In Ralf Bader & John Meadowcroft (eds.), The Cambridge Companion to Nozick's Anarchy, State, and Utopia. Cambridge, U.K: Cambridge University Press. pp. 38-58 (2011)

Michael Otsuka
London School of Economics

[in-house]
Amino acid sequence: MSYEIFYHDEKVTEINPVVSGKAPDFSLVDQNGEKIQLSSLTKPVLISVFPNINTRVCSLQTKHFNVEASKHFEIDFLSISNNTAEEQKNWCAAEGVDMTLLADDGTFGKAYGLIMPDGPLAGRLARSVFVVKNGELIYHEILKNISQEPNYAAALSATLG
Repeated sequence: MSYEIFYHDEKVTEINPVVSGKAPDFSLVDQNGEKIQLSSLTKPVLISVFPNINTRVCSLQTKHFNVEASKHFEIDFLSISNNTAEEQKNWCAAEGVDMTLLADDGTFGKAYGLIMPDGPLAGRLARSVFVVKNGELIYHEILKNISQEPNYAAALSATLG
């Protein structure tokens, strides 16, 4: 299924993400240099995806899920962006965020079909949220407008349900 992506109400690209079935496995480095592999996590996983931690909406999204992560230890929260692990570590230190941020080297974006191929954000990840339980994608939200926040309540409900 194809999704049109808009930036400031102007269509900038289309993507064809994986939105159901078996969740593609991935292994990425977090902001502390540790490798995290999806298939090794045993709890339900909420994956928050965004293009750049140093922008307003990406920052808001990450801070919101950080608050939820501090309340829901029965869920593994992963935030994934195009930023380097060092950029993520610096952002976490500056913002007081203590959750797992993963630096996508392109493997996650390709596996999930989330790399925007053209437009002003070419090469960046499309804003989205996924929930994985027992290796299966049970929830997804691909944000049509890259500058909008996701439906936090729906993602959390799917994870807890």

Most deontologists find bedrock in the Pauline doctrine that it is morally objectionable to do evil in order that good will come of it. Uncontroversially, this doctrine condemns the killing of an innocent person simply in order to maximize the sum total of happiness. It rules out the conscription of a worker to his or her certain death in order to repair a fault that is interfering with the live broadcast of a World Cup match that a billion spectators have been enjoying. It rules out such sacrifice even if it would maximize the sum total of everyone's happiness. An act utilitarian, by contrast, would require the sacrifice of the one whenever this latter condition obtains, since such a utilitarian is committed to the view that one ought always to act so as to bring about the greatest sum total of happiness. An act utilitarian might, however, consistently hold that a large number of rather insignificant pleasures, such as that which a spectator derives from witnessing men in shorts running around and kicking a ball, is never sufficient to justify the infliction of a great harm on a single individual. 4 He might take such a position without abandoning utilitarianism by denying that the sum total of such minor pleasures could ever be sufficiently great to outweigh the harm of death to the one. Under the inspiration of John Stuart Mill, a utilitarian might draw a more general distinction between serious and trivial harms and pleasures and maintain that no amount of a trivial pleasure could ever amount to a sum of happiness that is greater than the disutility of a serious harm.
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